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Asia’s Mental Health Crisis: Are We Being Left Behind?

The stigma surrounding mental health issues still exists despite wider research, broader media coverage, and brave individuals speaking out to share their experiences. It’s a common problem the world over with no magic pill to pop that can fix it. However, there is a new strand of therapy emerging that’s backed by science and increasing in popularity. Here, Jonathan de Potter, of Behold Retreats shares his views on the global mental health crisis and how alternative therapies and plant-based medicine might help certain individuals heal.

“Mental health disorders now affect one in seven people (1.1bn globally, 500m in Asia), it’s difficult to say that our current forms of treatment are proving effective. Coronavirus is further exacerbating the mental health crisis, and we are in urgent need of new solutions. We are seeing record levels of anxiety, depression, and addictive disorders.

Clinical research in the US and Europe has proven plant-based medicine to be a safe and powerful modality for treatment. For the past two decades, research on the subject has been a priority for leading medical universities, for example at John Hopkins in the USA and Imperial College in the UK. Clinical research demonstrates lasting improvements in behaviour, cognition, and brain function, as reported by the individual and surrounding family and friends. Patients also report an increased feeling in social connectedness.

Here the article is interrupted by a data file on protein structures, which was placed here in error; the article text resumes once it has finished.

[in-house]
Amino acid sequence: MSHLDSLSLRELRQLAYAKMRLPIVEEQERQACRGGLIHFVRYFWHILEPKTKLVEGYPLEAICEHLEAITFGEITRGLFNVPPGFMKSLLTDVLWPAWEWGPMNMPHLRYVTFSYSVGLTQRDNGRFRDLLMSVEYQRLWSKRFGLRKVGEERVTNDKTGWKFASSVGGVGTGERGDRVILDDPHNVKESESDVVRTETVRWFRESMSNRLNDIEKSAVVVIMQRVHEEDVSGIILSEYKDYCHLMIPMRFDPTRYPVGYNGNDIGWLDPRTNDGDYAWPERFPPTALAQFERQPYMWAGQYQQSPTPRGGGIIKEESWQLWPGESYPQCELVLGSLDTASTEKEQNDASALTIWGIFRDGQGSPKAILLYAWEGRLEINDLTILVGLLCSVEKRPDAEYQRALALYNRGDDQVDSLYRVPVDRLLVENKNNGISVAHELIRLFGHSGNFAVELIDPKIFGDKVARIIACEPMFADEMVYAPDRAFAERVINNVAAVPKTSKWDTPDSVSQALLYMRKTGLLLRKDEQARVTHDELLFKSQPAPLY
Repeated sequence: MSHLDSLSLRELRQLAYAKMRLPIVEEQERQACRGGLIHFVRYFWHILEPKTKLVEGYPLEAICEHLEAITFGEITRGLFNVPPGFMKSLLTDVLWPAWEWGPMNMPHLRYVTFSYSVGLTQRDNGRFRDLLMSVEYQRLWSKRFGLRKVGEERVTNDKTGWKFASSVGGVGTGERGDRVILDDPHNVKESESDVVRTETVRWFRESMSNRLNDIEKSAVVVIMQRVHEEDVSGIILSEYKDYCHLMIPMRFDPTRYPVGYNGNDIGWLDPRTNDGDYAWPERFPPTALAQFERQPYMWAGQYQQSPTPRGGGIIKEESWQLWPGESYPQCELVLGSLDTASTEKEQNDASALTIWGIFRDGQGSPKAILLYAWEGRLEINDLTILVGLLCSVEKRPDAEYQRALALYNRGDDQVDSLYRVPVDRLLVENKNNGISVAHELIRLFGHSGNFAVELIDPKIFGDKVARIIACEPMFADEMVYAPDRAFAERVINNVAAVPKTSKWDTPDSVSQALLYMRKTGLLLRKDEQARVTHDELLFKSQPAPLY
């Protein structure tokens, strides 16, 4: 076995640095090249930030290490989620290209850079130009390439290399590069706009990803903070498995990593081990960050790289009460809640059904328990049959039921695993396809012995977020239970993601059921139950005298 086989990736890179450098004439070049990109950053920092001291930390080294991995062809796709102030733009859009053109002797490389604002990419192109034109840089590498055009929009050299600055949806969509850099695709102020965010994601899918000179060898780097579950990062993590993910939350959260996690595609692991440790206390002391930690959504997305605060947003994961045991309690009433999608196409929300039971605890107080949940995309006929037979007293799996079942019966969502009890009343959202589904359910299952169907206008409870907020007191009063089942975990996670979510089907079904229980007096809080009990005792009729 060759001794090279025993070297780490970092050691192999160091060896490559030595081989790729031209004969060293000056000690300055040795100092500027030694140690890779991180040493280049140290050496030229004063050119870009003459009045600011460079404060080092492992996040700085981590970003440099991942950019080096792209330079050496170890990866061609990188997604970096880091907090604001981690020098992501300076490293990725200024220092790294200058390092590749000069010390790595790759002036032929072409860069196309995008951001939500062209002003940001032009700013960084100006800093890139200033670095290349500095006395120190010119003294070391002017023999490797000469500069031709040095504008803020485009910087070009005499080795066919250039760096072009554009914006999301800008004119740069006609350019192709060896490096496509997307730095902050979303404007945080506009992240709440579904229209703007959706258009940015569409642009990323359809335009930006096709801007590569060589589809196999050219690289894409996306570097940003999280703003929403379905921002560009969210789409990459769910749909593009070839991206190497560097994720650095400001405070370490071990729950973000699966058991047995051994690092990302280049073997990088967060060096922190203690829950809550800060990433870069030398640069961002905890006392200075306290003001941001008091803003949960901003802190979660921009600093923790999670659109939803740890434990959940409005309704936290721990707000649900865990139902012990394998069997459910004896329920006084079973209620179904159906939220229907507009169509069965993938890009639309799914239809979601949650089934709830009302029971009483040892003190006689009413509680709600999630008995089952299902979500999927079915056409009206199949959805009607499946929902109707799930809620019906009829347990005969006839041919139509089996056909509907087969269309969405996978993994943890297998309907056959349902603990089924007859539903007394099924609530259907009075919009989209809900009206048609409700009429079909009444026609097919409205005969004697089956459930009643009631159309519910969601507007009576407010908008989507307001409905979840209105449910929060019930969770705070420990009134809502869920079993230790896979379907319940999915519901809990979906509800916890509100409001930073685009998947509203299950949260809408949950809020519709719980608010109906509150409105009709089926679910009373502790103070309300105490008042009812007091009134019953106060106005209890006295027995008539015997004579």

Michael Pollan’s 2018 book “How to Change Your Mind: What the New Science of Psychedelics Teaches Us About Consciousness, Dying, Addiction, Depression, and Transcendence” has played an important role in bringing the topic into the mainstream. Legal treatment options are already available in a number of locations globally – including Canada, California, Colorado, Portugal, Netherlands, and Central/South America. The industry is also attracting considerable investment, with further legalization initiatives underway across the globe.

“There are a number of fundamental challenges to address in Asia. Mental health and psychedelics are highly stigmatized in the region”: Jonathan de Potter.

Another challenge in Asia is access to quality mental health care – with just 2.6 psychiatrists per 100,000 persons. But with the right attention to the subject, I am optimistic that countries in Asia will move quickly to benefit from plant-based medicine. The good news is that because the mental health industry is so under-developed in the region, there is less industry entrenchment to the traditional forms of treatment. We can focus directly upon effective treatment modalities.

Interested to find out more? We strongly recommend you take the time to do your own research on the subject, and the medical universities listed above are a good place to start.”

Behold Retreats has been established to raise awareness, build community, and campaign for the therapeutic use of plant-based medicine. Behold Retreats also consults clients to help them find their way to high-quality legal treatment options.

Behold Retreats would like to connect with doctors, therapists, volunteers and relevant contacts who believe in our cause. We do not condone or facilitate any illegal activity. Contact

*Lead image by Harsha Poojari